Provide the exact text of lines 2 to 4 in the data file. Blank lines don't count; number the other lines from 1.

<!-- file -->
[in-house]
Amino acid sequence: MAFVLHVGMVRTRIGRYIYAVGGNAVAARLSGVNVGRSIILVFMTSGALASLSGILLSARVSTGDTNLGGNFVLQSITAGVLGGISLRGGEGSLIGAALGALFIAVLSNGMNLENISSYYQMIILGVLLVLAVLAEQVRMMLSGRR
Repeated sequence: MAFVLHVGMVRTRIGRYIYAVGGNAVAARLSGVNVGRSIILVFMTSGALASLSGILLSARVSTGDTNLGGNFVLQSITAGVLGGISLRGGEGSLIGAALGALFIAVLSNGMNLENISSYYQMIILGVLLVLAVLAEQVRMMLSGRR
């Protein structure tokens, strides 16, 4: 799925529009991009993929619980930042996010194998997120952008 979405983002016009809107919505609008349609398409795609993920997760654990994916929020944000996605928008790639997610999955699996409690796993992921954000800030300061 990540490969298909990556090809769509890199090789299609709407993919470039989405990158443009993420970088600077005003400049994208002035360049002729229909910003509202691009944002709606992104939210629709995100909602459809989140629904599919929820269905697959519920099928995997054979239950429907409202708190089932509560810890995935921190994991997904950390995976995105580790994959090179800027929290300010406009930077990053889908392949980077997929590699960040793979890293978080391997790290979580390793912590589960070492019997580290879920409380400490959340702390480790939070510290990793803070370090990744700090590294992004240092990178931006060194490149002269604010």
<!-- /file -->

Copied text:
Amino acid sequence: MAFVLHVGMVRTRIGRYIYAVGGNAVAARLSGVNVGRSIILVFMTSGALASLSGILLSARVSTGDTNLGGNFVLQSITAGVLGGISLRGGEGSLIGAALGALFIAVLSNGMNLENISSYYQMIILGVLLVLAVLAEQVRMMLSGRR
Repeated sequence: MAFVLHVGMVRTRIGRYIYAVGGNAVAARLSGVNVGRSIILVFMTSGALASLSGILLSARVSTGDTNLGGNFVLQSITAGVLGGISLRGGEGSLIGAALGALFIAVLSNGMNLENISSYYQMIILGVLLVLAVLAEQVRMMLSGRR
């Protein structure tokens, strides 16, 4: 799925529009991009993929619980930042996010194998997120952008 979405983002016009809107919505609008349609398409795609993920997760654990994916929020944000996605928008790639997610999955699996409690796993992921954000800030300061 990540490969298909990556090809769509890199090789299609709407993919470039989405990158443009993420970088600077005003400049994208002035360049002729229909910003509202691009944002709606992104939210629709995100909602459809989140629904599919929820269905697959519920099928995997054979239950429907409202708190089932509560810890995935921190994991997904950390995976995105580790994959090179800027929290300010406009930077990053889908392949980077997929590699960040793979890293978080391997790290979580390793912590589960070492019997580290879920409380400490959340702390480790939070510290990793803070370090990744700090590294992004240092990178931006060194490149002269604010």